And my other shoes are superstars too. That’s my way of dramatically narrowing down my shopping options while still leaving a little variety for fun (they come in different colors, materials, etc.). And I love them. When I get rich I know what I’m going to collect.

So, we are having breakfast with a number of speakers at DevReach and the discussion inevitably comes to shoes and everyone wears a different kind of shoes. Some wear “nice black leather shoes”, some wear running shoes, some wear “vintage” sneakers and some even wear sandals (even though it was close to freezing in Sofia). We discuss it for some time and everyone stays with their initial opinion and we move on.

This morning I was tying shoelaces on my superstars and I remembered this photo


This is a photo of Phil Haack from Scott Hanselman’s blog annotated by Scott himself (as far as I understand). Update: Scott didn’t make this picture. And look what shoes he is wearing. Yep, these are Adidas Superstar. And he was wearing superstars all the times I’ve seen him at 2 MIXes. I noticed, because like Scott is obsessed with “nice black leather shoes”, I’m obsessed with superstars. So I notice.

So, back to the topic of “dressing up” and getting more respect. Suppose I don’t know who Scott Hanselman and Phil Haack are. And I meet them both and one is wearing “nice black leather shoes” and the other one is wearing Adidas Superstar. And I’m wearing superstars too. So who is getting more respect credit from me?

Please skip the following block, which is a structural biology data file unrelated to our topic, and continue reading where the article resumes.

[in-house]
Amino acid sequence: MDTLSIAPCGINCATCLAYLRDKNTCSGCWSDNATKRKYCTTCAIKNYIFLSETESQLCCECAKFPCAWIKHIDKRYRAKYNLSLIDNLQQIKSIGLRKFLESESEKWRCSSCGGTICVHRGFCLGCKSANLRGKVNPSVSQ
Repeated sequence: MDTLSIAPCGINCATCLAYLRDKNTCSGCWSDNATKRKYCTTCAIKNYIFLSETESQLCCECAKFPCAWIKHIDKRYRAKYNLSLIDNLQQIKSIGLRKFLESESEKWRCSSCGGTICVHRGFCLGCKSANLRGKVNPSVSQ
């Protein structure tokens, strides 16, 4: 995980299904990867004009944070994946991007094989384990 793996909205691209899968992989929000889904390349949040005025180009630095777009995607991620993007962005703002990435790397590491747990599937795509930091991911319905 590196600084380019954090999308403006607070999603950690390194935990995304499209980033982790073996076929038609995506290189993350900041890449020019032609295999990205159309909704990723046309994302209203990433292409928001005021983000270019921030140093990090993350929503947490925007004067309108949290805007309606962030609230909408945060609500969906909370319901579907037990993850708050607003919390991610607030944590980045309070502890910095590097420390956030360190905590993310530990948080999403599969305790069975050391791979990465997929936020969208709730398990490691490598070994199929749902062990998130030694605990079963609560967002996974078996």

In a pretty crappy Adjustment Bureau movie, there’s one good scene where Matt Damon’s character (running for congress) explains how his team picked his shoes. It goes something like they should be relatively new but not too expensive and shiny, so that working class doesn’t think you are some rich kid from Wall Street and at the same time they should be respectable enough, so rich kids from Wall Street don’t think you are some poor schmuck. And he gets respect of the crowd by telling the truth about this.

The bottom line is that you can probably try to tailor your wardrobe for “more respect”, but you would probably get more respect by being honest and true to yourself.


Slides from My Presentation on “Marketing and Monetization of Windows Phone Apps”

10/10/2011 3:43:06 PM

Presentation slides without a narrative always seem funny/strange to me, but many ask to see them, so here goes. Last week I gave a talk on Windows Phone app marketing and monetization at Microsoft Partner Conference in Lithuania and Latvia. Here are the slides:

I’d be honored to talk on this subject at your conference, user group or other event. Email me and lets talk!